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San Francisco Homeless Have 27-Fold Greater Risk of Dying Following HIV Diagnosis

JUL 10, 2019 | ALEXANDRA WARD
Individuals in San Francisco experiencing homelessness at the time of HIV diagnosis are 27 times more likely to die, according to a new study evaluating the impact of potentially intervenable factors on mortality for people living with HIV (PLWH).

Driven by the “Getting to Zero SF” (GTZ-SF) coalition’s goal of reducing preventable deaths among PLWH, investigators with the University of California, San Francisco, and the San Francisco Department of Public Health sought to assess why the age-adjusted mortality rate among PLWH in San Francisco has not decreased since 2013 despite a 44% reduction in new HIV diagnoses. Their findings were published in the journal AIDS.

“The goal of this investigation was to identify factors associated with death among [PLWH] using an incidence-density case-control study, to inform programs designed to meet the GTZ-SF goal of reducing preventable deaths among [PLWH],” the research team wrote. “We hypothesized that substance use, housing status, and mental health would contribute to increased odds of HIV mortality.”

Using data on PLWH pulled from the SF Department of Public Health surveillance registry, investigators randomly selected 50 of 171 decedents for enhanced mortality review and matched them with living controls based on age +/- 3 years and date of diagnosis +/- 6 months. The research team extracted demographic, transmission group, housing status at diagnosis, CD4 counts, and HIV viral load data from the registry, and performed unadjusted and adjusted conditional logistic regression in order to assess risk factors for mortality. In total, data from 156 individuals, 48 decedents, and 108 matched controls were included.

“As clinicians, we know that HIV viral load and CD4 count are important prognostic factors, and we know that housing is also important. However, I was surprised by the extent of the impact of housing status on mortality,” Matthew Spinelli, MD, with the Division of HIV, ID, and Global Medicine at the University of California, San Francisco, and lead author of the study, told Contagion®. “Our findings were a stark reminder that housing status may be as important and perhaps more important than traditional markers of disease control that I follow closely among my patients.”

In the adjusted analysis, factors associated with death among PLWH in San Francisco included: homelessness at diagnosis [adjusted odds ratio (AOR)=27.4; 95% CI=3.0-552.1], injection drug-use in the past year (AOR=10.2; 95% CI=1.7-128.5), tobacco use in the past year (AOR=7.2; 95% CI=1.7-46.9), not using antiretroviral therapy (ART) at any point in the prior year (AOR=6.8; 95% CI=1.1-71.4), and being unpartnered/living alone vs. married/partnered (AOR=4.7; 95% CI=1.3-22.0).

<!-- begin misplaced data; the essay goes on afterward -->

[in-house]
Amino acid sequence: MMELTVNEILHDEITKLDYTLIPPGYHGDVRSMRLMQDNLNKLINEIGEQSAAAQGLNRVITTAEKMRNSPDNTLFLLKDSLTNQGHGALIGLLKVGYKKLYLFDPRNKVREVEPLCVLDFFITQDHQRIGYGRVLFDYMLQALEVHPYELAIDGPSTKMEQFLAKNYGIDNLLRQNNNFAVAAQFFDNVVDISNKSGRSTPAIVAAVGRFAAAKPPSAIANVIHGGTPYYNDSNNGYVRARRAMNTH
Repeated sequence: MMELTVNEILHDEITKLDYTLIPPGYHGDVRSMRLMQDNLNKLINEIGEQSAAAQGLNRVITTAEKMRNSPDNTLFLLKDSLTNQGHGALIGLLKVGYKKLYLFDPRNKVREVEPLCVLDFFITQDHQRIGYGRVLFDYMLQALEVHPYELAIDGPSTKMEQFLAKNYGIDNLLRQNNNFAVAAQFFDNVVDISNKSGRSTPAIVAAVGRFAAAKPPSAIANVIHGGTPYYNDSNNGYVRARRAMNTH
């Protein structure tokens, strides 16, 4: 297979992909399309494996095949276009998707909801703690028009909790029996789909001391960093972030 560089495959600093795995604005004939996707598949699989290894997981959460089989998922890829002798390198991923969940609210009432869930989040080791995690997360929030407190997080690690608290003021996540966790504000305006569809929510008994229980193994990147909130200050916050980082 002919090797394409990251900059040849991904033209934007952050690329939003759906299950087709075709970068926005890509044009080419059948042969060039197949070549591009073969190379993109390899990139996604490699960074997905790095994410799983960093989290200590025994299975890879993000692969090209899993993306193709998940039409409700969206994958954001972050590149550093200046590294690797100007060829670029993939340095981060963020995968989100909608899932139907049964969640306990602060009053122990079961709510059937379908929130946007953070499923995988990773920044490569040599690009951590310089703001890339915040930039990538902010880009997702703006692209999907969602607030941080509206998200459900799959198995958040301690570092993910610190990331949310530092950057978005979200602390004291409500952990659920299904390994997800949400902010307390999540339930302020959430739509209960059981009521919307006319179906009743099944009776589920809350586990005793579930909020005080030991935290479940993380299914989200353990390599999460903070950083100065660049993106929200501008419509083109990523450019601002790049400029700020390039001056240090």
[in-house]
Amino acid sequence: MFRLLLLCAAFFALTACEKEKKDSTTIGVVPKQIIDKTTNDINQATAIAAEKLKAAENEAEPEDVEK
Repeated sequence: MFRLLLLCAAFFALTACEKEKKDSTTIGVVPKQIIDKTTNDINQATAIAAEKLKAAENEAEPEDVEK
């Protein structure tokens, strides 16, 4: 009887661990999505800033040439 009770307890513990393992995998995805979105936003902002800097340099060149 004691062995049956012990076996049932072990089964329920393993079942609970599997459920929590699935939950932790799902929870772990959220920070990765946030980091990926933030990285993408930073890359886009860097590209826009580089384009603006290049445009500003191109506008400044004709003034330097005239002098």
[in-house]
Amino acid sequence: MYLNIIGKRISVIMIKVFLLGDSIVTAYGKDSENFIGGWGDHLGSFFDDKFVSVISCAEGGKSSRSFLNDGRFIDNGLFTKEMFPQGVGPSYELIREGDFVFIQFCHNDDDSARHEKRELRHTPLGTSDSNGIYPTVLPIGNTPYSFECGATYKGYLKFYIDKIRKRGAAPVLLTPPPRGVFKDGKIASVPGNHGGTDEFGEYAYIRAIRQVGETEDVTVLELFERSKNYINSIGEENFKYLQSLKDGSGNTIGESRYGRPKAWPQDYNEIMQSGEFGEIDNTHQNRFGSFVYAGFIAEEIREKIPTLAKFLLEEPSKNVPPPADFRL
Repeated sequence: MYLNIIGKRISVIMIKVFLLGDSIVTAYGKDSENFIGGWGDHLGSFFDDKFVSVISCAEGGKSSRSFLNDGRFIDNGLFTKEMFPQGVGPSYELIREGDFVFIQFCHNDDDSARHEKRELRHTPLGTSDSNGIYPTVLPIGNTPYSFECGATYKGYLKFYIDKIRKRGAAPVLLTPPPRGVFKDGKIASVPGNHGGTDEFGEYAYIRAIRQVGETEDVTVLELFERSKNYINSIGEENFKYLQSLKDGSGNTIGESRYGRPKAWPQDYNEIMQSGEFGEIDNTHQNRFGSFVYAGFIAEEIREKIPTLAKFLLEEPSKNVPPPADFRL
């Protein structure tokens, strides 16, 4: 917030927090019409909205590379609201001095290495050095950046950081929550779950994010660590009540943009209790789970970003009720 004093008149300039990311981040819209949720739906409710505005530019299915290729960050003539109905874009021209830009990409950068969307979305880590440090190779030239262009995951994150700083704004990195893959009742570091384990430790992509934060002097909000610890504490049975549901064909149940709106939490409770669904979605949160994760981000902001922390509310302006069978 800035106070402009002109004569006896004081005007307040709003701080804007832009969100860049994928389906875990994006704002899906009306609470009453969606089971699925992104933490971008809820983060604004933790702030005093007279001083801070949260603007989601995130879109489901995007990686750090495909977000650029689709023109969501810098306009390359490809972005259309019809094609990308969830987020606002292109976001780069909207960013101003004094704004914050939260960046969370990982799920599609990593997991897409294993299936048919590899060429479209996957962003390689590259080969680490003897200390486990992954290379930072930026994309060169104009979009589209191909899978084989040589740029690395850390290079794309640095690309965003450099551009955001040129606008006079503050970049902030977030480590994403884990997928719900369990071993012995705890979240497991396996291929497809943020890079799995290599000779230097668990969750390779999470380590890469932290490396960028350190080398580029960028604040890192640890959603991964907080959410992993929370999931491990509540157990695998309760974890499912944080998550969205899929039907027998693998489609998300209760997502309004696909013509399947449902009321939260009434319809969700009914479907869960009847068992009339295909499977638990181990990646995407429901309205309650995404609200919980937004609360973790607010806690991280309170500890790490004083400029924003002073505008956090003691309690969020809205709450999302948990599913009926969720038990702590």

Spinelli further explained what clinicians can take away from the study results.

“Housing is a key vital sign for our patients. I would recommend working closely with social workers and case managers to help your patients access additional services that may be available, including housing,” he said. “Unfortunately, the housing supply is not currently sufficient to meet the need. We need to continue to advocate that policy makers increase the supply of supportive housing in San Francisco and elsewhere and ensure there are protections for those who are at risk of losing their housing, such as legal aid and rental subsidies.”

Carlos del Rio, MD, FIDA, co-director of the Emory Center for AIDS Research and Contagion® Editorial Advisory Board member who was not involved in the study, also weighed in on the significance of the findings.

“Causes of death included an HIV-associated condition in about a third, non-AIDS cancer and overdose in 15% each, and in 10% cardiovascular disease,” he said. “Substance use, mental illness, and housing status were the major contributors to mortality and suggests that mental health care, treatment of drug use, and housing should be considered lifesaving interventions necessary to end the HIV epidemic in the US.”

Future research should focus around exploring innovative care delivery models that integrate substance use treatment, housing support, and case management with medical care, Spinelli said.

“We need to develop new strategies, as well as scale up strategies that we know save lives, such as supportive housing, to prevent deaths among PLWH,” he concluded. “Developing evidence that shows the impact of these strategies will be key for advocating for wider adoption from policy makers. The clinic where I work (Ward 86) has recently developed the Positive-Health Onsite Program for Unstably-Housed Populations (POP-UP), which seeks to provide low-barrier care, incentives, and enhanced outreach to try to improve outcomes for our unstably housed patients.”
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